The odd thing is that, despite the fact that Age of Conan is blatantly unfinished, we don't have any reservations in saying that it is one of the smoothest MMO launches we've ever seen. That may seem a contradiction, but it's not - rather, it's a fairly relevant criticism of how the MMO industry treats its early adopters in general. Conan, at least, has a stable - not to mention incredibly attractive - game engine, gameplay that works, and servers that stay up.
Hell, it's even got an endgame, for the small number of hardy souls (i.e. the long-term unemployed) who are touching the level cap already. The quality of the raid content hasn't really been explored in any depth yet; there are concerns about boss battles degenerating into massive melee scrums backed up by healers spamming area-of-effect spells, but it's equally possible that guilds simply haven't grasped the strategic aspect of the game yet. Only a little more time will tell on that front. However, for those at high levels, the options already exist for guilds to create their own keeps and so on - a hardcore, resource-hungry activity that may well keep people busy for long enough for Funcom to shore up any faults in the rest of the endgame.
For the majority of players, for whom the journey to level 80 will be more sedate, Age of Conan a somewhat unpolished and occasionally rough experience - but like Conan himself, this is a noble savage.
It's hugely impressive to look at, with enormous, sprawling vistas that look better than anything the MMO genre has previously turned up (although at a cost - you'll want 2GB of RAM, a dual-core processor and a mid-range graphics card for this, at the very least). The lack of any consistency in the world is disappointing, admittedly - compared to the free-roaming of WOW, it's inter-zone loading times are a huge step backwards, but it's forgiveable for the epic beauty of the zones and cities.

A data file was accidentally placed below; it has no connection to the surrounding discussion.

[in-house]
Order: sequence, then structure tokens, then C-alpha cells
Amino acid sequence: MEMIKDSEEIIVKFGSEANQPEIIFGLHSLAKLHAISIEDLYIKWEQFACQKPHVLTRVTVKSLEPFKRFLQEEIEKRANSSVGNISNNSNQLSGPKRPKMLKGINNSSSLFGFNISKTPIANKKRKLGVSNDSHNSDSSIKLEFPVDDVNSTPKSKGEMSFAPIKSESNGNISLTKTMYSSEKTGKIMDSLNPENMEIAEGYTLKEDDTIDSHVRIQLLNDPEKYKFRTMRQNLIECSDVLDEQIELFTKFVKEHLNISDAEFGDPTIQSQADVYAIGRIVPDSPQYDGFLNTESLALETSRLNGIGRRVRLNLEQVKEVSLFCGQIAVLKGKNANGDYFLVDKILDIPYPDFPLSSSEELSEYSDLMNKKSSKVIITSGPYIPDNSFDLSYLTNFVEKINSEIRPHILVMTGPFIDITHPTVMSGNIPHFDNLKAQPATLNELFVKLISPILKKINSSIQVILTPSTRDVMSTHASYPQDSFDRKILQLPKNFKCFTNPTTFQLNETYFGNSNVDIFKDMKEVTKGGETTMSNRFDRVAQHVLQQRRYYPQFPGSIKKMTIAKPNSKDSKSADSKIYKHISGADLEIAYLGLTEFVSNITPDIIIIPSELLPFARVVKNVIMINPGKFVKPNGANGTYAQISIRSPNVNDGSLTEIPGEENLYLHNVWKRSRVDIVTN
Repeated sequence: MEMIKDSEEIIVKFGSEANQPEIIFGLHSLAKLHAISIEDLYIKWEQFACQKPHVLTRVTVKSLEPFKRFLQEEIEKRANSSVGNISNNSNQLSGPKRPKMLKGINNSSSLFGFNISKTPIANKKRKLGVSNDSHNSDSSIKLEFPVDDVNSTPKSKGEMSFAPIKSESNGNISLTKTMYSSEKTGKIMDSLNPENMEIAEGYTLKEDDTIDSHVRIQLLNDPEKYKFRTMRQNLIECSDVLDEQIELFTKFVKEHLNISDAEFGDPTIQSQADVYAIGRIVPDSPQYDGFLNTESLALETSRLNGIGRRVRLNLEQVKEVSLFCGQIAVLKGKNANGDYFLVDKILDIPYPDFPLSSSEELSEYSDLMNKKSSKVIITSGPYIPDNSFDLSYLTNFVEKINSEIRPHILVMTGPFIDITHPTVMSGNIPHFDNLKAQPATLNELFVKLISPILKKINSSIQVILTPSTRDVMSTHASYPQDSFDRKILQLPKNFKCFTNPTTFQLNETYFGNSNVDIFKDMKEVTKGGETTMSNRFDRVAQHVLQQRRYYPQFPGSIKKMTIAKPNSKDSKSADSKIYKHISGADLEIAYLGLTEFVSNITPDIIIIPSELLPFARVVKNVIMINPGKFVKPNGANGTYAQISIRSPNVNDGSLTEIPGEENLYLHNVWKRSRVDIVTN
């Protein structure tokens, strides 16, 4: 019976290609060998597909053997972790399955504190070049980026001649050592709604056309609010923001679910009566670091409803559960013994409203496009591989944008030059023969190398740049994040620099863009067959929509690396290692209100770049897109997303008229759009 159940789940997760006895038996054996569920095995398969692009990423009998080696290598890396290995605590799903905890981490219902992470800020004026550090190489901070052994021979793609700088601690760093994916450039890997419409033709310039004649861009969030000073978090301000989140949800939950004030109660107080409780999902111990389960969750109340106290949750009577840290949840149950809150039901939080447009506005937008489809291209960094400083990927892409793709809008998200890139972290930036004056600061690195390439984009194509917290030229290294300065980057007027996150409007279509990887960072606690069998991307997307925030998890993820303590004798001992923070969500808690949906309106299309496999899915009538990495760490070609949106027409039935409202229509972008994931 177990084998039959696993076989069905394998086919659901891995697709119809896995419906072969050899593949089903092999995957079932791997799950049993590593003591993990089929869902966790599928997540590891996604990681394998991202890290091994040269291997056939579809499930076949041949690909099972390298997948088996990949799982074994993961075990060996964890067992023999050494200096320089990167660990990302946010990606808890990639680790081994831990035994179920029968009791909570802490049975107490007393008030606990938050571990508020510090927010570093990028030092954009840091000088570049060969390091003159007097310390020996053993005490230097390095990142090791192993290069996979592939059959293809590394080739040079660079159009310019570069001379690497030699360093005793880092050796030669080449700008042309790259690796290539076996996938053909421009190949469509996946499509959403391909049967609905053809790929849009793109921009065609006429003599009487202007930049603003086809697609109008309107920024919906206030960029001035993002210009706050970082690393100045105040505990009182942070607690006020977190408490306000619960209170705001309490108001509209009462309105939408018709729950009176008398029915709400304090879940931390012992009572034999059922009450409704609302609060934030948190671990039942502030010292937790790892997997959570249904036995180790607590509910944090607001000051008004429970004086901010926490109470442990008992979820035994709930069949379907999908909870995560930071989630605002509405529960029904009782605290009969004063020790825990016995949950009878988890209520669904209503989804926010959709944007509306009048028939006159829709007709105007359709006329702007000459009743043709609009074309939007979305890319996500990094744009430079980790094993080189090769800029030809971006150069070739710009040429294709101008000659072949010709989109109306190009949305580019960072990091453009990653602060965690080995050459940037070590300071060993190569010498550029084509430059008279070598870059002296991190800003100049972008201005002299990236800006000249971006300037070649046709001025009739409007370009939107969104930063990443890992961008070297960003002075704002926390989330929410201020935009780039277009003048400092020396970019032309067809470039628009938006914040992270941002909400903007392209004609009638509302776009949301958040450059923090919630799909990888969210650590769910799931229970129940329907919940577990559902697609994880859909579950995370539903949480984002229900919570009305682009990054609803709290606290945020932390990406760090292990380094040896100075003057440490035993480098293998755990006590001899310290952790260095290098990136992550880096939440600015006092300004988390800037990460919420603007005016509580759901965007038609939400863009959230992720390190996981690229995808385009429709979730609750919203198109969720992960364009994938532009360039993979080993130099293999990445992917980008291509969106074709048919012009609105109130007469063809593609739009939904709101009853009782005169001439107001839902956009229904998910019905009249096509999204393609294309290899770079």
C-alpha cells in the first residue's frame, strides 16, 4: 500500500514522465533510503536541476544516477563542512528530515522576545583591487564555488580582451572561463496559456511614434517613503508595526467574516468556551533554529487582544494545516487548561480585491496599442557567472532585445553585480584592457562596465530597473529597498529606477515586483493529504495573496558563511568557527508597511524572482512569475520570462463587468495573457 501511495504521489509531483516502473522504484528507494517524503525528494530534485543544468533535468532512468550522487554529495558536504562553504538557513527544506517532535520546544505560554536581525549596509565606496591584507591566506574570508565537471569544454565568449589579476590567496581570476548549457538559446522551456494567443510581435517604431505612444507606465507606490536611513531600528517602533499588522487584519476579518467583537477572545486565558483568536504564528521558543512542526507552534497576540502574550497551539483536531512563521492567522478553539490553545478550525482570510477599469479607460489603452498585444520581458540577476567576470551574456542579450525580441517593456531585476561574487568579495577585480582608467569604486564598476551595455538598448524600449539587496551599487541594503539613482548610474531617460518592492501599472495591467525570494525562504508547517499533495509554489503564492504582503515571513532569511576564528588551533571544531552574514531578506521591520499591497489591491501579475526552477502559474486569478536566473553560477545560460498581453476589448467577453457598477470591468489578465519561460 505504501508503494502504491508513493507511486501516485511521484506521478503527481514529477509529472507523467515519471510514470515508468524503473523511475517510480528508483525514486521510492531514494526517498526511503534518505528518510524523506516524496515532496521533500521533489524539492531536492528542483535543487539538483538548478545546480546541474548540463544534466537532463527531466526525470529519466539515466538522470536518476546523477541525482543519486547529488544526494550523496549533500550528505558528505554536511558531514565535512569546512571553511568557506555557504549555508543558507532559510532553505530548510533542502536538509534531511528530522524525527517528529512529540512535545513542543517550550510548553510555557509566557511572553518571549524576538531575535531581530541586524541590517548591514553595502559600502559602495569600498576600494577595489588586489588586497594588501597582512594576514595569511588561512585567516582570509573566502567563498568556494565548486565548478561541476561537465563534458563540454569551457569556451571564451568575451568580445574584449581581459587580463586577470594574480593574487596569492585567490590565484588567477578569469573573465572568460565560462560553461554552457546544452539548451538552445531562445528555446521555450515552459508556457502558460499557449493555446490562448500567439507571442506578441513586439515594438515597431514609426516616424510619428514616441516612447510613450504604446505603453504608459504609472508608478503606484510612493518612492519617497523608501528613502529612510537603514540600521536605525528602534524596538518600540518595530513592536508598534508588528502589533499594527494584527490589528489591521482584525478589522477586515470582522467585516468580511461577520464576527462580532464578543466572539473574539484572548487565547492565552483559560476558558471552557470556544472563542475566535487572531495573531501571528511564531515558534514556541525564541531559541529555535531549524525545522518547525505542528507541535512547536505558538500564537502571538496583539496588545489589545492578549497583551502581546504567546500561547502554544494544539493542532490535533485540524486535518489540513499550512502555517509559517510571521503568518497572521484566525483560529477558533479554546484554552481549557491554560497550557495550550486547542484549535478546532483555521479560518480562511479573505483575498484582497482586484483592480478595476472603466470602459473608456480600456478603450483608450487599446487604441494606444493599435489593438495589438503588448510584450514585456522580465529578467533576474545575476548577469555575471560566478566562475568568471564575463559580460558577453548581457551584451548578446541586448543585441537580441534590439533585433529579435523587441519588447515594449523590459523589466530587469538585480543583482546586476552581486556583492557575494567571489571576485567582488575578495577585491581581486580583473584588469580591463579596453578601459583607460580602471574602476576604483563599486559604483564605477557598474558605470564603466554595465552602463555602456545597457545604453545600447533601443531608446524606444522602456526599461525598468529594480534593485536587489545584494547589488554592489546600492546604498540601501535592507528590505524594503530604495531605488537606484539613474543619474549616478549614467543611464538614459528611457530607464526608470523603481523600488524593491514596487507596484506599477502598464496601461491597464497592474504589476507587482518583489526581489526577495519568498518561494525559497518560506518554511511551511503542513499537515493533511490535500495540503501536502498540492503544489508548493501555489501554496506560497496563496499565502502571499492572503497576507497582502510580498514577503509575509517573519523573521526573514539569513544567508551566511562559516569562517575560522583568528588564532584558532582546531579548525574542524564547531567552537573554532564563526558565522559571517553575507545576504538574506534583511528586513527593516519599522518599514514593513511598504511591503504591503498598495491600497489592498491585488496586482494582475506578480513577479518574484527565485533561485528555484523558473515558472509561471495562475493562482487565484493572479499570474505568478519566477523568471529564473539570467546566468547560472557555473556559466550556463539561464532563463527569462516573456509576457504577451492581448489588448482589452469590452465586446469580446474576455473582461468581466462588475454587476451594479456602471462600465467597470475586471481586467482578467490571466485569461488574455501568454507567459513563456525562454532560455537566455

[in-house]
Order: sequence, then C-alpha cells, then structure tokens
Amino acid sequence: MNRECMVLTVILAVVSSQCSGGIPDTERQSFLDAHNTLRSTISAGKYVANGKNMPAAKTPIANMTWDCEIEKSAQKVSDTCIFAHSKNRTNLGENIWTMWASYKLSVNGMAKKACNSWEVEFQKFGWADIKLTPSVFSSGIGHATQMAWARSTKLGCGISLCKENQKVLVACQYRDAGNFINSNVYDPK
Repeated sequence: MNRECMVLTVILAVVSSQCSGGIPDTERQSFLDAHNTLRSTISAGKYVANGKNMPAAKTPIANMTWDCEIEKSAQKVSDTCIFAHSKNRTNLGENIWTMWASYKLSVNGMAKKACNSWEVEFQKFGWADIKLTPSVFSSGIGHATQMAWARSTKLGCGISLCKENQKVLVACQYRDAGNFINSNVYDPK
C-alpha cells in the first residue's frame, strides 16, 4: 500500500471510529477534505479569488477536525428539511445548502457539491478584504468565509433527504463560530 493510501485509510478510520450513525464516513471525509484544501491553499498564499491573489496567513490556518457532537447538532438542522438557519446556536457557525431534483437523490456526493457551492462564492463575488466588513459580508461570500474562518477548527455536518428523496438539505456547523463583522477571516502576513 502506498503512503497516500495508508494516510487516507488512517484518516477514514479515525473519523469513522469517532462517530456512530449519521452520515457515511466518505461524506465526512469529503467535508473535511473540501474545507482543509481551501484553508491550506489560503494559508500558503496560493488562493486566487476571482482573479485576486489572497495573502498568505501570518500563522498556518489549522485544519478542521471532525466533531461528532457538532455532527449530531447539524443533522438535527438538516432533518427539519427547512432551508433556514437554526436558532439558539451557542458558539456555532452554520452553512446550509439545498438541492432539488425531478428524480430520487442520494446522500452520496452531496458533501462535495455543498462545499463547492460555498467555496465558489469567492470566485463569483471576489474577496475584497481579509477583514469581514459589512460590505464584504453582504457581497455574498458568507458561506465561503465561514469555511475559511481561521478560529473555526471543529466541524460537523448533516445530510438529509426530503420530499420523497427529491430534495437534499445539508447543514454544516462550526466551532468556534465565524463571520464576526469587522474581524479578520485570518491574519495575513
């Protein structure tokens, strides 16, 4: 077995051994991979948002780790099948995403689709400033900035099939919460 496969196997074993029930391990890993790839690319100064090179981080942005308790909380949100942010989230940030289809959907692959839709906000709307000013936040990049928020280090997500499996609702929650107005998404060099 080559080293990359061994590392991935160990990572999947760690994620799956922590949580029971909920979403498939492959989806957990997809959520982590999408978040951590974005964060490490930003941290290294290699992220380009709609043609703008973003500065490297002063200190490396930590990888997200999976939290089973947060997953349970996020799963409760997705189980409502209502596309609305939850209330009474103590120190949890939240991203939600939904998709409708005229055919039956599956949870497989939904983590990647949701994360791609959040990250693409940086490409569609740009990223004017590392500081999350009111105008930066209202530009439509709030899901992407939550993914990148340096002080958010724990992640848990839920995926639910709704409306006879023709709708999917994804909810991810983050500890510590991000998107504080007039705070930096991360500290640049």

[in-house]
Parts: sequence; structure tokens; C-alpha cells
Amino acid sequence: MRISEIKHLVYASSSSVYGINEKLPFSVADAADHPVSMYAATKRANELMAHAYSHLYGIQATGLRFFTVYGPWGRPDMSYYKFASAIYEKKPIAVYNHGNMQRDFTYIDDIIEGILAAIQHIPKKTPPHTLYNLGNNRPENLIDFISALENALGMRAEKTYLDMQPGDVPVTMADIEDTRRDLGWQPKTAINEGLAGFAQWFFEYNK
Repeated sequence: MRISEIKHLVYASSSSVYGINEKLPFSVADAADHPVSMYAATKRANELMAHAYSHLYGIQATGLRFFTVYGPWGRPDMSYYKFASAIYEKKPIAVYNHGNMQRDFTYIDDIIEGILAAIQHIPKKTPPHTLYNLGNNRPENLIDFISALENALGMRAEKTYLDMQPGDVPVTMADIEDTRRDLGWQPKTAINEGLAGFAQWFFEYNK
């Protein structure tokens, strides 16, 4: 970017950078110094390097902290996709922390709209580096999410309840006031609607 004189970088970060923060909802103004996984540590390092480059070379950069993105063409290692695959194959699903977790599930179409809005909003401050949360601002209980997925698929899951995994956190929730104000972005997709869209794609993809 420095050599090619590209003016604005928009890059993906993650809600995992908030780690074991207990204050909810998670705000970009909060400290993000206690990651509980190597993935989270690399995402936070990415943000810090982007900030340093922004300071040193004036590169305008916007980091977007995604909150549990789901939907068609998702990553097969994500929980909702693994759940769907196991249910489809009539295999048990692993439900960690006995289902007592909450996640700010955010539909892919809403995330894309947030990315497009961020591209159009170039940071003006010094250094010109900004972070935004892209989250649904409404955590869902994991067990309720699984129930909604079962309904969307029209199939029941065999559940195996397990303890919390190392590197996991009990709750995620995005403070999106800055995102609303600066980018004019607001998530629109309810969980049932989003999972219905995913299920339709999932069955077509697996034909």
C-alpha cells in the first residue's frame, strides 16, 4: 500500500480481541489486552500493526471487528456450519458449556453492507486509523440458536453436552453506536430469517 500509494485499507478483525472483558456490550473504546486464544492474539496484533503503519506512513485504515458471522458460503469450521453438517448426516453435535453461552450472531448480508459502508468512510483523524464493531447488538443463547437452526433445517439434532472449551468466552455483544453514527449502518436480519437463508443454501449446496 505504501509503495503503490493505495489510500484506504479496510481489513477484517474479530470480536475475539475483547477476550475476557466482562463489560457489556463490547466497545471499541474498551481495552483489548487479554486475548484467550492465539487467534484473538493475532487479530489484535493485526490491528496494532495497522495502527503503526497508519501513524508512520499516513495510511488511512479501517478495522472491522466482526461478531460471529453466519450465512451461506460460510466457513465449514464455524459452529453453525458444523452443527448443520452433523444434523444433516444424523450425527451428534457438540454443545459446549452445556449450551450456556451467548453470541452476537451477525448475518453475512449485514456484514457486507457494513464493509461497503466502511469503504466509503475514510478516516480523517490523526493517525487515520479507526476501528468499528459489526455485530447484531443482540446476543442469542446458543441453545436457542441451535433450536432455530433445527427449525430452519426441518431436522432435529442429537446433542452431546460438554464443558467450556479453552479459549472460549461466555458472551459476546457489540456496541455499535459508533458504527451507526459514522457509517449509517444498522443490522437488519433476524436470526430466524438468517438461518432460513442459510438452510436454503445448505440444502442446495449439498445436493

Age of Conan is also, crucially, enormously good fun to play. Great combat animations and fast, exciting gameplay are two things MMORPGs haven't traditionally been noted for, and Conan provides them in spades. For fans of lore, the game is also a goldmine, being absolutely full of great dialogue, interesting quests and solid background material.
We can, in some areas, see trouble ahead. The player economy concerns us, because there's no obvious gold sink in the game, and thus no apparent mechanism for controlling runaway inflation - which could kill that aspect of the game stone dead. The endgame, right now, is unproven, simply because not enough players have reached it yet. Even one of Conan's strongest points could be an Achilles' Heel of sorts - the intense nature of combat means that this isn't a game you can play with one eye on something else, as you can with levelling, gathering or doing daily quests in WOW.
In the next six to twelve months, Age of Conan will live or die on how successfully Funcom can address these issues. Right now, though, the game as it stands is a rough diamond - very good, bordering on great thanks to a regular stream of comprehensive patches from Funcom. Yes, King Conan deserves his tribute, but the peasants will be watching closely to see what moves he makes to secure his throne.
8 / 10